“The Sandman: Overture” by Neil Gaiman, illustrated by JH Williams (Vertigo, 2015)

Sandman Overture

Twenty-five years ago the world was introduced to one of the most important comic series ever created and it launched Neil Gaiman’s career. Gaiman put the series to bed some years ago, but now on the quarter-century anniversary he returns to tell a tale he’s had in his imagination since he began the series, as he says in his introduction. It is a story he has wanted to tell for a long time and now readers finally get the chance to enjoy it.

Fans who’ve read Sandman know of the Endless: Delirium, Desire, Despair, Destiny, Death . . . Dream. They know the events – eventual catastrophic ones – of the comic book series. But in The Sandman: Overture, readers get a prequel of sorts. At the beginning of the first Sandman volume, Preludes & Nocturnes, Morpheus is exhausted and has apparently been through a great ordeal and this is that story.

Dream travels to a place and time where he encounters the many manifestations of the sandman across the entire universe. Here a meeting will be conducted and decisions will be made. And then Dream will go on a journey with some unusual companions and meet some family members he didn’t expect to see anytime soon. Again, decisions and choices will need to be made that will affect the entire universe.

One might be hesitant about what to expect when a writer returns to the opus that made him so well known after a quarter century. Will it be a captivating original story or a quick thrown-together thing to milk an already successful series? Fortunately it is the former, and Gaiman shows he had a least one more important story to tell in the Sandman universe that has earned itself a spot next to the other volumes of this popular series.

Originally written on January 13, 2016 ©Alex C. Telander.

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“God is Dead” by Ron Currie, Jr. (Viking, 2007)

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Ron Currie Jr. is a new author to the world of publishing, having had stories published in Glimmer Train, The Sun, Other Voices, and Night Train; God is Dead is his first novel.  It is a slim book, only 180 pages long, with an unusual layout: the pages are taller than a regular hardcover, but narrower.  With a haunting image on the front of a dog looking into a cage where there is another dog lying on its side, apparently dead; the package of God is Dead immediately catches one’s eye.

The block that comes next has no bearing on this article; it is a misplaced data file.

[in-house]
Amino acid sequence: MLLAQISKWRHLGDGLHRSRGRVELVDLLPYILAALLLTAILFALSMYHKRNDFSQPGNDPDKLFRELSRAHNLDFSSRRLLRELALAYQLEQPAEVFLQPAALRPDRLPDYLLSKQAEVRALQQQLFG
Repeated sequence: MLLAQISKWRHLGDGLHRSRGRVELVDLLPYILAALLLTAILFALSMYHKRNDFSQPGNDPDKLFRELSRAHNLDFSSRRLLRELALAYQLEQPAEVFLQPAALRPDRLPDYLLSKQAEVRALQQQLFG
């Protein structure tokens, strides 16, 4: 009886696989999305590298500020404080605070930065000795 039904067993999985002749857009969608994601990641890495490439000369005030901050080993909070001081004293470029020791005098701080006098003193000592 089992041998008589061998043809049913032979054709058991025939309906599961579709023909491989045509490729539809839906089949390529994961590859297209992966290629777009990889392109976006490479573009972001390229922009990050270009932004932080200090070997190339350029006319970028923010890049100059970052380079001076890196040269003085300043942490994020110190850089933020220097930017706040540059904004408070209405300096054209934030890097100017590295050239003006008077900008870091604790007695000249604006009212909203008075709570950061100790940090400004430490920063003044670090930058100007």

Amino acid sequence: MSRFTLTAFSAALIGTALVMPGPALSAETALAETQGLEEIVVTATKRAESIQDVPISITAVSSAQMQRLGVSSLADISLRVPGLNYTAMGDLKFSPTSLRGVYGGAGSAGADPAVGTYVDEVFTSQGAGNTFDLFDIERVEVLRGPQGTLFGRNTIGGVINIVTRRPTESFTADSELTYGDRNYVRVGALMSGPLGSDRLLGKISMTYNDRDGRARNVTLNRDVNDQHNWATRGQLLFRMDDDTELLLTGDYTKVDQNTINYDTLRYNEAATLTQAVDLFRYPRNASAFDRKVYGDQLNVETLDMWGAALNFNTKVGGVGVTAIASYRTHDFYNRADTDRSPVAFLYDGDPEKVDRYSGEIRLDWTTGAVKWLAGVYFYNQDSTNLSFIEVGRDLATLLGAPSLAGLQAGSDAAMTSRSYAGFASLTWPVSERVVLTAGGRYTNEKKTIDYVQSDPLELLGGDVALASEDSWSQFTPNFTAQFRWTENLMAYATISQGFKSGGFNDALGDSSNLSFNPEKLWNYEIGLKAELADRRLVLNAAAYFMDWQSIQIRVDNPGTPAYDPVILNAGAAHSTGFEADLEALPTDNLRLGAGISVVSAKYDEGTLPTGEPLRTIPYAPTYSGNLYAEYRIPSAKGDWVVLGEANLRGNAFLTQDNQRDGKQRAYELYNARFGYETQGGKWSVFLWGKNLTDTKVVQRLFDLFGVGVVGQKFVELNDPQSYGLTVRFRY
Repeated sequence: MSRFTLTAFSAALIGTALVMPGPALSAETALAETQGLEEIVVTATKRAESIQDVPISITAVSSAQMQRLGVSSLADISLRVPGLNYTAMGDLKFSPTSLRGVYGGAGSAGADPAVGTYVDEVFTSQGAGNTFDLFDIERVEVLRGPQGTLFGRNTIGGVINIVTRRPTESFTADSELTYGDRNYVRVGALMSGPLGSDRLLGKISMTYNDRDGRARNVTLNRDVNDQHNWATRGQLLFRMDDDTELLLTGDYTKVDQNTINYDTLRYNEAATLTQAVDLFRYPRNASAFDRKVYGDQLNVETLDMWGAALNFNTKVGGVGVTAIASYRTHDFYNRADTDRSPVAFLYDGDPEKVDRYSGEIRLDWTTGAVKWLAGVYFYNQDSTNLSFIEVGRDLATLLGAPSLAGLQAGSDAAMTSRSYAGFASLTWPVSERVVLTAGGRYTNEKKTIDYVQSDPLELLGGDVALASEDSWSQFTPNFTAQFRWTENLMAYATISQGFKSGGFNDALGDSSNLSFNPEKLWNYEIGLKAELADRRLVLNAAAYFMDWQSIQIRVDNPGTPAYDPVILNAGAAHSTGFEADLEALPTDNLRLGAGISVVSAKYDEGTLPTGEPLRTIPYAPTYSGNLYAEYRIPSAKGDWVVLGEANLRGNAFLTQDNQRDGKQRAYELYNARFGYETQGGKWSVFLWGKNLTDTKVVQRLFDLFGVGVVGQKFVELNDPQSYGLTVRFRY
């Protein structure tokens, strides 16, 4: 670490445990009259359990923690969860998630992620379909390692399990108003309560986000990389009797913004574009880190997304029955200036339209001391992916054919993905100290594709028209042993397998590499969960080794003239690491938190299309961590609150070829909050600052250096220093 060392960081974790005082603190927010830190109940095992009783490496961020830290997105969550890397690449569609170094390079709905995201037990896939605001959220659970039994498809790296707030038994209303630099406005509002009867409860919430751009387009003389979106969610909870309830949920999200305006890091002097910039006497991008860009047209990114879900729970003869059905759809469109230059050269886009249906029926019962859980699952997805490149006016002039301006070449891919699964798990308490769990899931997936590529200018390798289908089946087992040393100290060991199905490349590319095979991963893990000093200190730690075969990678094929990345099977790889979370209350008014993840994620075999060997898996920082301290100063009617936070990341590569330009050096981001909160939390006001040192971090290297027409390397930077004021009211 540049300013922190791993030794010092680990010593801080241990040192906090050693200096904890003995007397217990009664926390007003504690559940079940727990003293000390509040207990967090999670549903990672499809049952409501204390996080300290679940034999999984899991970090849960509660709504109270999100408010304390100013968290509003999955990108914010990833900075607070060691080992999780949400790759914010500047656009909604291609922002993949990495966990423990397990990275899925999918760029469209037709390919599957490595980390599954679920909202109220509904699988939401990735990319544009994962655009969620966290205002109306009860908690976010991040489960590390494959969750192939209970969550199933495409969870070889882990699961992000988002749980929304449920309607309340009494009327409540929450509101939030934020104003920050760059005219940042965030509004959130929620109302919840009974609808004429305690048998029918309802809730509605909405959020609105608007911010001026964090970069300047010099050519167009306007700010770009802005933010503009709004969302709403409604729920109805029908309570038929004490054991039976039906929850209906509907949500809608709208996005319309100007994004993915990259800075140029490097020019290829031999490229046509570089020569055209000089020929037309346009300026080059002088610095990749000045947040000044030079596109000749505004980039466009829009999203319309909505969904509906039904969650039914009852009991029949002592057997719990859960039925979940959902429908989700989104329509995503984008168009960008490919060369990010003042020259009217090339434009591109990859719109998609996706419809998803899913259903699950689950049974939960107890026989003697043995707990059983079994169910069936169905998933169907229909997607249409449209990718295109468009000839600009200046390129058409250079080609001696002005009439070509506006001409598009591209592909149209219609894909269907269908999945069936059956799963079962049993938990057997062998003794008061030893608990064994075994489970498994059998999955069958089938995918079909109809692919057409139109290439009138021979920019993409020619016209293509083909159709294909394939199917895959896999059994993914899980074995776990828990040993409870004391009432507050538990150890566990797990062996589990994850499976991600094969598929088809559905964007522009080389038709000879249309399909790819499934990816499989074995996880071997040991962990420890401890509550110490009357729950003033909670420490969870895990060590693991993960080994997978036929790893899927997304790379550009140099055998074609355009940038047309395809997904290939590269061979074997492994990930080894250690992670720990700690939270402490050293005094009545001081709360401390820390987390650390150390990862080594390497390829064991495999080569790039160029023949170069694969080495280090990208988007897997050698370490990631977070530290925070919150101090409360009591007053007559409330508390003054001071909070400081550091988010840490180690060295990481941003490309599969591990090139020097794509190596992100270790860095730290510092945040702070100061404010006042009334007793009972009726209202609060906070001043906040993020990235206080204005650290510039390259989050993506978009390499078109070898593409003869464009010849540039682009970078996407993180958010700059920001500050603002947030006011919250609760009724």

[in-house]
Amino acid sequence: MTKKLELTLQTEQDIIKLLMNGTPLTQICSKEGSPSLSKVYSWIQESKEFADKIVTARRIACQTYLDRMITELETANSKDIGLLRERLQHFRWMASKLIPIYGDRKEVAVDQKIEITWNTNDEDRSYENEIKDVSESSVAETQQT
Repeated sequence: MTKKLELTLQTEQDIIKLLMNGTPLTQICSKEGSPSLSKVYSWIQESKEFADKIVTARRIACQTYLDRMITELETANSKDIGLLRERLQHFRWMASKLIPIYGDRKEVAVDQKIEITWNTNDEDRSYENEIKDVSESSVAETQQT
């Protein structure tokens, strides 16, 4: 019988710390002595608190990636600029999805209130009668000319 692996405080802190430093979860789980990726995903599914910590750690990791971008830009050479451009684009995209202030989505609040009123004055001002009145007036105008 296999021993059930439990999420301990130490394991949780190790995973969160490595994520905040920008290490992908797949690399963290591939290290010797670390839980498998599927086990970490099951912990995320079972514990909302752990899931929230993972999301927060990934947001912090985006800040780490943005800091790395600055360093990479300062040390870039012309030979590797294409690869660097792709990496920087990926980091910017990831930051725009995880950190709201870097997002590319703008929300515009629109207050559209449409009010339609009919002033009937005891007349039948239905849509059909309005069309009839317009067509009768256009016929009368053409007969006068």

The title offers an obvious hint of what is to come in the novel.  The book is split up into nine chapters that in some ways stand on their own as short stories.  In the first God has taken the form of a young Dinka woman in the Sudan in the region of Darfur where she is injured and then killed.  God is now dead and word begins to spread, soon enveloping the entire world in this doom.  And so each story plays out in a different part of the world, with distinctive characters, in different times.

The second story is about a young girl who is now done with high school and wishes to sever all ties and connections with it, go to college in South Carolina, and pretend her past never happened.  The story ends with the poignant scene of a priest committing suicide by jumping off a bridge.  It is as a small and seemingly insignificant viewpoint that really speaks for the emotions and sensations that the rest of the world is going through.  Religion and faith now seem pointless and so the novel goes from there into different peoples’ lives: boys who can’t take the anarchy anymore and begin a group suicide; adults who turn their beliefs and faiths to children who are pure and innocent and seen brilliant; a war between the post-modern anthropologists and the environmental psychologists that involves the entire world.

Incredible story aside, Currie Jr. has a unique voice and a great talent for what he does, using a sharp and descriptive writing style that I will look forward to seeing again in his future novels.  Ron Currie Jr. is a great new novelist to be watched, and God is Dead is an impressive first novel that is more than an introduction to his imagination.

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Originally written on August 17th 2007 ©Alex C. Telander.

“Sally’s Hair” by John Koethe (Harpercollins, 2007)